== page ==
Prominent US Authors Sue OpenAI for Copyright Infringement

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Authors Guild and many noteworthy writers filed a lawsuit in Manhattan Federal Court on Tuesday, 19th September. The writers sued OpenAI over alleged copyright infringement in using their books to train ChatGPT. This group of writers filing the OpenAI copyright infringement case includes Jonathan Franzen, John Grisham, George R.R. Martin, and Jodi Picoult.
The writers alleged that OpenAI copied the plaintiff’s works wholesale without permission or providing consideration. Also, fed the plaintiff’s copyrighted material into their large language models or LLMs’ algorithms designed to provide text responses to user’s queries.

Details of the OpenAI Copyright Infringement Lawsuit and OpenAI’s Response

Apart from allegations of using copyrighted content to train their language models, the Authors Guild’s lawsuit also alleges acts of piracy. It claims that the datasets used to train OpenAI’s models include texts from authors’ books that may be pirated off of the internet. Further, the authors claimed that ChatGPT can summarize their books with extreme accuracy. This would indicate that OpenAI’s database might include their books.
In response to the allegations, an OpenAI spokesperson said that scraping the internet for the use of training data qualifies as fair use under U.S. copyright law. They also said that the company respects authors’ rights and is “having productive conversations with many creators around the world, including the Authors Guild.”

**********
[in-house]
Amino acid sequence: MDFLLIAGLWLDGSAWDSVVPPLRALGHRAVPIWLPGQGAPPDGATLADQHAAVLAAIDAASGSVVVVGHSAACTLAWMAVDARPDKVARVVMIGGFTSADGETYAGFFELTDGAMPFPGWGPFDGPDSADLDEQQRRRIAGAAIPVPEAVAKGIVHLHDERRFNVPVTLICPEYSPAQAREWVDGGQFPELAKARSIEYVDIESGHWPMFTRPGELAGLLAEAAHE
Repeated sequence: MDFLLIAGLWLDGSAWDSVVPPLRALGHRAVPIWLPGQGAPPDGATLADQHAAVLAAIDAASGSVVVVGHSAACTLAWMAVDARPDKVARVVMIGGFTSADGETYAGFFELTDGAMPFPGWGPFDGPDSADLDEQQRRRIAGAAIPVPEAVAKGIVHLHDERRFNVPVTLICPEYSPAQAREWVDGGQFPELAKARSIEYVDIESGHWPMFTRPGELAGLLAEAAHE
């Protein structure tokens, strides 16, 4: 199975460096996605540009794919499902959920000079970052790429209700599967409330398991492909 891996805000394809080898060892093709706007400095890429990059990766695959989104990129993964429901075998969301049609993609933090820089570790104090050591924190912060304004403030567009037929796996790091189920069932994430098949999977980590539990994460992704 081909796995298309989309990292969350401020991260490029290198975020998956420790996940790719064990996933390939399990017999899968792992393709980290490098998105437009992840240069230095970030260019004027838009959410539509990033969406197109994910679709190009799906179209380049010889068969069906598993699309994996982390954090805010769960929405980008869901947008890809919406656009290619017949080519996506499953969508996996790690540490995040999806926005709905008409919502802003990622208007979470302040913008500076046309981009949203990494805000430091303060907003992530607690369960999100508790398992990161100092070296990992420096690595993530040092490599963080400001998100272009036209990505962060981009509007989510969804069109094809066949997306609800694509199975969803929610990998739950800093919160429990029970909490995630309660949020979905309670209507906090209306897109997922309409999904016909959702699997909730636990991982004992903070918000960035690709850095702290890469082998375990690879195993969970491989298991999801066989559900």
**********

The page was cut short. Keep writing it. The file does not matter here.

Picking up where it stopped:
OpenAI’s Battle with Writers

Michael Chabon, David Henry Hwang, Rachel Louise Snyder, and Ayelet Waldman filed a lawsuit on Friday, 8th September. They alleged that OpenAI is profiting from the ‘unauthorized and illegal use’ of their copyrighted work.
The lawsuit is pursuing class-action status and called out on ChatGPT’s ability to sum up and analyze the authors’ content. They stated that this is only possible if OpenAI trained its GPT LLMs on their works. The writers further added that the outputs from ChatGPT are derivative or imitative works that infringe on their copyrights.
In July, two authors Paul Tremblay and Mona Awad filed a complaint saying ChatGPT creates very accurate summaries of their works. They alleged that this is possible if ChatGPT was trained on their books.

The Hidden Pattern Behind AI Tools

It is common knowledge these days about how popular AI tools work using algorithms and patterns. But, the lesser known, hidden patterns that AI makers are following are damaging artists. These big tech companies are allegedly ignoring the copyright behind original art and creating their tools to make billions.
With so many artists and writers coming out against these big-name AI tools, the industry is up for a major change in policies and regulations. So, companies like OpenAI will have to do more than just introduce privacy control features and call it a day.
Starting with delivering justice to independent artists. That’s because the lawsuits by the authors are requesting the courts to stop OpenAI from employing ‘unlawful and unfair business practices’ while providing damages to the authors relating to copyright violations and other penalties.
Any regulations to avoid the alleged misuse are still up for debate.
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